Drew Brees : What Are The New Orleans Saints Waiting On?
As a fan, I’m still hoping the Saints can have a decent season in spite of losing our head coach Sean Payton and Johnathon Vilma for the entire year. However, I can’t see us having any hope without Drew Brees. Can you?
Mind you, that’s my opinion. There is absolutely no denying that Brees is a massive asset to the Saints. Which is why I don’t get why they haven’t signed him yet. What are they waiting on? Pay the man. He’s earned it. Payton Manning didn’t play for an entire year and made more than Drew, whom in contrast had a stellar year. Again, this is just my opinion.
Anyway, here’s the latest on the negotiations, Brees and the Saints still need to close a significant gap in guaranteed money if they’re gonna ever agree on a five-year contract worth about $100 million by Monday’s up coming deadline for a long-term deal. It looks like their about $10 million apart in the guaranteed portion of the contract. However, it should be noted that this infor is comin from an inside source who asked The Associated Press for anonymity do to the ongoing talks and not from Brees or the Saints specifically.
As we all know the stakes are extremely high for both sides. The negotiations have lasted for months now, including long gaps in communication between both camps. Ironically enough, this is the very first time that Brees has had the chance to negotiate a contract on par with other elite quarterbacks in the league. Kinda crazy right? FYI, Brees is 33 years-old and this year will be entering his 12th season in the NFL.
Again, football season is just around the corner and the Saints don’t have a quarterback. Not just any quarterback, but THE quarterback. Speaking of which, The Saints are basically alienating the best quarterback in franchise history. This can as is hurting their fan base if they don’t make an offer to Brees’ satisfaction by Monday, which so you’ll know is also the deadline for players with a franchise tag to sign long-term deals.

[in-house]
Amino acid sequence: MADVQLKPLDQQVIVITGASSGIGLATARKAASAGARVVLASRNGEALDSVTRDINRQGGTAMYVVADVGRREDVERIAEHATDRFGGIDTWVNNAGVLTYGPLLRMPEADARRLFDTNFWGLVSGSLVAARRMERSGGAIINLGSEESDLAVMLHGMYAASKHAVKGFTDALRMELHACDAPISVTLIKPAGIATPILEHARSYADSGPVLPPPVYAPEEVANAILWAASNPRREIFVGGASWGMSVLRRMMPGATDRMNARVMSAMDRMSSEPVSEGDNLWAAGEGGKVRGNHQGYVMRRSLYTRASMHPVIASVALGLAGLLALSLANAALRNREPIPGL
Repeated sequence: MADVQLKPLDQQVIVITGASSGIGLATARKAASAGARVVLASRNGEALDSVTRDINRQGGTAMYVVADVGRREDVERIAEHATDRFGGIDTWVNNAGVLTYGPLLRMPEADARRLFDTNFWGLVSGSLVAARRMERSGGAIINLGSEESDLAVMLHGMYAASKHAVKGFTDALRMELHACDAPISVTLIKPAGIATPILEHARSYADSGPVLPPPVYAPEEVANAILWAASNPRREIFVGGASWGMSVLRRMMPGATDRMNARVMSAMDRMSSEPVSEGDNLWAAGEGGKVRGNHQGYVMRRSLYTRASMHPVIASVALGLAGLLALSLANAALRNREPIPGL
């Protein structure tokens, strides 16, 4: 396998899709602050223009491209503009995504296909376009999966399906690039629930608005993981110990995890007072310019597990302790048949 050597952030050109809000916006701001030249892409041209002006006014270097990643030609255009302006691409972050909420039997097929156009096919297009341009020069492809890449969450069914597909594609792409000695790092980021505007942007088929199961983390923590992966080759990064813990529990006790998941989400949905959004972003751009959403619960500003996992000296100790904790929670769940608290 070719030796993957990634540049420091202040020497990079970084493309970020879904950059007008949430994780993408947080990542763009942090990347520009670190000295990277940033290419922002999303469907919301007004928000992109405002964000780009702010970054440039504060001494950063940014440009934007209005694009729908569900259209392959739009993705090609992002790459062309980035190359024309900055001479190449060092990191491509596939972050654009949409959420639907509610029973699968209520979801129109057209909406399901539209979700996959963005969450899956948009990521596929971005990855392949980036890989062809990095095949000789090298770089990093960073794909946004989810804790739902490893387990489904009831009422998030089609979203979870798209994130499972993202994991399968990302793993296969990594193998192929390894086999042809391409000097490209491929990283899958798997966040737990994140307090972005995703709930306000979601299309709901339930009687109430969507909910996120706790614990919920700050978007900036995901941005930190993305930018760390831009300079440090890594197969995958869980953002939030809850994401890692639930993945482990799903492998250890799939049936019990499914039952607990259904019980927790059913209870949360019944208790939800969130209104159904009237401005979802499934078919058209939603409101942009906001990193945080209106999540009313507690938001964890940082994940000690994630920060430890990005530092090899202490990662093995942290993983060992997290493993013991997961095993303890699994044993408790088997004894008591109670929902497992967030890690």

Brees has said he does not want to play under a one-year contract with no long-term security in the coming seasons. Can you blame him? He said that he did it once before, and the consequences were big. Brees was referring to the time when he played for San Diego in 05′ and wound up with a career-threatening injury to his throwing shoulder.
This was the very injury that led him to accept the six-year, $60 million deal with New Orleans in 2006, which is why he’s been playing for well below market value during the past few seasons. Sadly that’s in spite of the fact that he was setting club and league records.
Brees had hoped that an extension would be done before 2011, but that never happened, so he decided against holding out and played without the security of a long-term contract. Even though he held out, he didn’t sell out and played the best he could. Thankfully, that gamble payed off and he remained healthy the entire season. So healthy that he passed for an NFL single-season record 5,476 yards. Brees considered that an act of faith in the Saints. As far as I’m concerned it was, so they should just pay the man. Now he is expecting that faith be returned in the form of a contract that not only would give him the highest average annual salary in the game, but also guarantee a a big portion of his salary. On top of all of that, the players can be cut before their contracts expire, and even though signing and subsequent year option bonuses are guaranteed, base salaries are not.
Finally, Saints General manager Mickey Loomis has said he understands that Brees’ contract is the most important deal on the table right now. So far, both sides have offered proposals that would give the Saints more flexibility under the NFL’s salary cap in the next three years than New Orleans would have if Brees played for the franchise tag.
By the way, the current salary cap is about $120 million, but could rise under a new NFL TV deal that will begin in 2014. Under the league’s current labor agreement, players are supposed to receive about 55 percent of TV revenues.
In those proposals, a relatively low base salary number in the early years would be offset by guaranteed signing and option bonuses that are pro-rated, for salary cap purposes, over the life of the contract. On the flip side of that if the Saints were to use their franchise tag on Brees again in 2013, they would have to pay him about $23.5 million, which is a much higher salary cap figure than what either side’s five-year proposal calls for in that season.
What’s your thoughts?